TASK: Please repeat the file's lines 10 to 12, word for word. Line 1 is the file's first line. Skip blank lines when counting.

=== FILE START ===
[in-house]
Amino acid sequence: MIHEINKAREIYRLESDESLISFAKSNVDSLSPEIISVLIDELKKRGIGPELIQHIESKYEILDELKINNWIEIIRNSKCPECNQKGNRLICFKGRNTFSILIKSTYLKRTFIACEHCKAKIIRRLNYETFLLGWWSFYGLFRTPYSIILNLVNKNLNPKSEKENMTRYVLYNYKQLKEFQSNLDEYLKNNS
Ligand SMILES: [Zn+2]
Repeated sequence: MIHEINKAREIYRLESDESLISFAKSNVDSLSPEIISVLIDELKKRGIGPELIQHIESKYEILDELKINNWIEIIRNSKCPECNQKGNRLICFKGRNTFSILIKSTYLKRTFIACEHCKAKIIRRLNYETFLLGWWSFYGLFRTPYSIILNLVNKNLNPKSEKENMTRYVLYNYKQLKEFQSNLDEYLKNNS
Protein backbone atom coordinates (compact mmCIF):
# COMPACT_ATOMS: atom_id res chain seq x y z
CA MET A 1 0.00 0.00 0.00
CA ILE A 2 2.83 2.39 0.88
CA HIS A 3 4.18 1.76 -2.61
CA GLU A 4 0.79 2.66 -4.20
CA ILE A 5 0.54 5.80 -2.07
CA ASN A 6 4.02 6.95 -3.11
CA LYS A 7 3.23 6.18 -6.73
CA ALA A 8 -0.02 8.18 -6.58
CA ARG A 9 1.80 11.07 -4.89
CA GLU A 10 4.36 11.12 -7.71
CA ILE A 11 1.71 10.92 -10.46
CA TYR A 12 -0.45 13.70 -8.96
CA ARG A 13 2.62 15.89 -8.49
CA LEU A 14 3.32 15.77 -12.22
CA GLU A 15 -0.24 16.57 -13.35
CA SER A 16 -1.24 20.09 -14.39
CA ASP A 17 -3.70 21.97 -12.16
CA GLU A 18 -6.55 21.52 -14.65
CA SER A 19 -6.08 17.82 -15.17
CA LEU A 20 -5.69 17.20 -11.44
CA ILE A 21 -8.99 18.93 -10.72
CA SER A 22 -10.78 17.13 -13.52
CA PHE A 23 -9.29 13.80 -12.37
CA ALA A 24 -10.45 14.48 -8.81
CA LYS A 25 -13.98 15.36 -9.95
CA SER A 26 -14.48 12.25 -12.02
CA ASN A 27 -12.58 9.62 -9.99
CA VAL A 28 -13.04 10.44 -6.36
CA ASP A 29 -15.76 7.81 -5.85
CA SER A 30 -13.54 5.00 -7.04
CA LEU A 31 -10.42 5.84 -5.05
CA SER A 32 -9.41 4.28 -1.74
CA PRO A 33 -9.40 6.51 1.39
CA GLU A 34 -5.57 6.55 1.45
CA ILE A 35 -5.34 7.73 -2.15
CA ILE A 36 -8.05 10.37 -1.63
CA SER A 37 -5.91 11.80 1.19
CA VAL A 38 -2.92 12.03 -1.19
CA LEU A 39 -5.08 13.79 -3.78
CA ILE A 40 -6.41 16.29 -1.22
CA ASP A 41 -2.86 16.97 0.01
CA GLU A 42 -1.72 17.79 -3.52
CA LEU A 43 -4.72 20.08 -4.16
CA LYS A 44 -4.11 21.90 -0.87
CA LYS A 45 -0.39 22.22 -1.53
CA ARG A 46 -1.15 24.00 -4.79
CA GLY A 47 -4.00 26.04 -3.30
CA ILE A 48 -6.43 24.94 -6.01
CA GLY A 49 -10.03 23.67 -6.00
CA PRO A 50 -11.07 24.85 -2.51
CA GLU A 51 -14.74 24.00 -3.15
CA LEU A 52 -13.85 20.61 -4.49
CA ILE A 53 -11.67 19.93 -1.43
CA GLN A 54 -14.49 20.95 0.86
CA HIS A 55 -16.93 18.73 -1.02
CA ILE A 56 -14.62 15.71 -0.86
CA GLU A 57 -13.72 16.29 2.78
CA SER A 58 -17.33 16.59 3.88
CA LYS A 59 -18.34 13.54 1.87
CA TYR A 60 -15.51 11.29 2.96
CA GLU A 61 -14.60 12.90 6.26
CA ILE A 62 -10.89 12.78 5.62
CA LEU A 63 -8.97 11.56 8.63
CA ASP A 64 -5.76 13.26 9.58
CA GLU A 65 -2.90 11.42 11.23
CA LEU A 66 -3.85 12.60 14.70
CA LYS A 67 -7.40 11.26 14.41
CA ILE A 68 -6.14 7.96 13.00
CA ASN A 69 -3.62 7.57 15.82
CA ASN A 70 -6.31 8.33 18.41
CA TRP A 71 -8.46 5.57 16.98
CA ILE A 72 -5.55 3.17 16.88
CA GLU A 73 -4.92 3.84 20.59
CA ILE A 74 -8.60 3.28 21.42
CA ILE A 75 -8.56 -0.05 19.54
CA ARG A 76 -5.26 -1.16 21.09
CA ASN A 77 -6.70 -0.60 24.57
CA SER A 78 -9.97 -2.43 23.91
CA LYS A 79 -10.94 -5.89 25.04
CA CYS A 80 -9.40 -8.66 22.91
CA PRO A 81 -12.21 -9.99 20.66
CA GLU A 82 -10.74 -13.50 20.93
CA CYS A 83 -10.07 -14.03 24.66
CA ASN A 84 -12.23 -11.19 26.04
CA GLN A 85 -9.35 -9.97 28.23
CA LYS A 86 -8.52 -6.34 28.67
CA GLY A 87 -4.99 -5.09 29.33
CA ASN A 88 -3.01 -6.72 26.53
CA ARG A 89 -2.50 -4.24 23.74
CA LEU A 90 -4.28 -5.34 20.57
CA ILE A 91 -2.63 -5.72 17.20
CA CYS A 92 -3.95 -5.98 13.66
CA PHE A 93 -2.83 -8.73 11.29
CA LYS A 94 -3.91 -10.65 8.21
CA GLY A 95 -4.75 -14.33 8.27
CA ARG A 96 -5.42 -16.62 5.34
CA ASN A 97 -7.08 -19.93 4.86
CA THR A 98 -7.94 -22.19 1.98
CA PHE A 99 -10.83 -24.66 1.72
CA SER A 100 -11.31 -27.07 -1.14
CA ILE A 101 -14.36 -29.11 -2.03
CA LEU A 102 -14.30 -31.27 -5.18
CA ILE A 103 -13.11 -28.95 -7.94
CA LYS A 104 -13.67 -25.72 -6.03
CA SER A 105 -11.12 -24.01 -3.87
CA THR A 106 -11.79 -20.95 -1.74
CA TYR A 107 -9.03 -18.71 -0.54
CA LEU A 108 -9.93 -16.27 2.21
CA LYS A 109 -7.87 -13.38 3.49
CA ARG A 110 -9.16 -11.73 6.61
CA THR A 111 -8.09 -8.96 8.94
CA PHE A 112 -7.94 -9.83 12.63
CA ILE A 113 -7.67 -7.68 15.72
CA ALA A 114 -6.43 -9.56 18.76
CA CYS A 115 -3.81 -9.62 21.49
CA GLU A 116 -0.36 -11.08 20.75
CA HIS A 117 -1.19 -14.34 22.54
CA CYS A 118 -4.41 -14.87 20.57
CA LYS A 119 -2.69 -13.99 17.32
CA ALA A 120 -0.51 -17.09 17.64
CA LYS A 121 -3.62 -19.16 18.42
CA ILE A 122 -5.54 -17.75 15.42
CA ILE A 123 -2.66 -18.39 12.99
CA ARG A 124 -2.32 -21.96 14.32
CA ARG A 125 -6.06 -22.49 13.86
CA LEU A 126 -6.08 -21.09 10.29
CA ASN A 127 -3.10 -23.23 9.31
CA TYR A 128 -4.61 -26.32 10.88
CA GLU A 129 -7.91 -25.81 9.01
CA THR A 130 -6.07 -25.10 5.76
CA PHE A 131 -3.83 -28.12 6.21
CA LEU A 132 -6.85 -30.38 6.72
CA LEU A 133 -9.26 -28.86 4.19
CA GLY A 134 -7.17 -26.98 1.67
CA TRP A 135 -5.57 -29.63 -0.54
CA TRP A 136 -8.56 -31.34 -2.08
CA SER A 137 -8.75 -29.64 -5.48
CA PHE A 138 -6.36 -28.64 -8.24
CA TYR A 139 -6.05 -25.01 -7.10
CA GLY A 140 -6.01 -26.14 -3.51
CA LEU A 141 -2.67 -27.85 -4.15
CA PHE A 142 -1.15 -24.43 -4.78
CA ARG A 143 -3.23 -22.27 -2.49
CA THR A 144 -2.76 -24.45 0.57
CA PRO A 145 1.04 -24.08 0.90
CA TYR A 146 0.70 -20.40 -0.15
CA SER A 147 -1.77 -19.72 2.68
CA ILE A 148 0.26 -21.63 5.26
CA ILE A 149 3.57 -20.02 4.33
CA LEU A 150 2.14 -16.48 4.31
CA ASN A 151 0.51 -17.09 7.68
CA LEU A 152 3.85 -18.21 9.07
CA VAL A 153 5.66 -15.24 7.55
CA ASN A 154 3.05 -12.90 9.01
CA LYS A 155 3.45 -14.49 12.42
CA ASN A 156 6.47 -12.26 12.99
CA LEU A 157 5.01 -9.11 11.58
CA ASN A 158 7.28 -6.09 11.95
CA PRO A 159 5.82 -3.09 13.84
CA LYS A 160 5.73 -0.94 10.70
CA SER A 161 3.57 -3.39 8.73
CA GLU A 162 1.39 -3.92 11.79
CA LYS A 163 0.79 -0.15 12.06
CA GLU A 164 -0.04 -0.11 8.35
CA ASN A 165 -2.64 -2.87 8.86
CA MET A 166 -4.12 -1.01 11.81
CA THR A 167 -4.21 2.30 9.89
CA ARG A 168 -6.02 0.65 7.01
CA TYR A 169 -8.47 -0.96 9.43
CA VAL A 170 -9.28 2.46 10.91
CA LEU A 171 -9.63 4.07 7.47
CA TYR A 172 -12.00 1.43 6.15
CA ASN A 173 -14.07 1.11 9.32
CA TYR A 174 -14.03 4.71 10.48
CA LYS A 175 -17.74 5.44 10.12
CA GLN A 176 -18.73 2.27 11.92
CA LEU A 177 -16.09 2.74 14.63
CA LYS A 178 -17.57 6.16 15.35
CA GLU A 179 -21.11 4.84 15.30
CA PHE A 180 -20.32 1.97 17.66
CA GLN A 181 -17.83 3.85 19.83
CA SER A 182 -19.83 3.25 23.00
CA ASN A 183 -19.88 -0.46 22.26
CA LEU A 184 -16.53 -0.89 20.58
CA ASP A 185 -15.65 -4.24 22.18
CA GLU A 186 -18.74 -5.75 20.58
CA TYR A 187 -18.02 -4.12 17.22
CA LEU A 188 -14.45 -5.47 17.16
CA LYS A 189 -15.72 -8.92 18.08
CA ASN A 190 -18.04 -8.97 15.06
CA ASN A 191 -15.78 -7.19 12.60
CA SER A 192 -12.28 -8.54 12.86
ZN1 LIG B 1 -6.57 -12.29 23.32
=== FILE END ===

CA GLU A 4 0.79 2.66 -4.20
CA ILE A 5 0.54 5.80 -2.07
CA ASN A 6 4.02 6.95 -3.11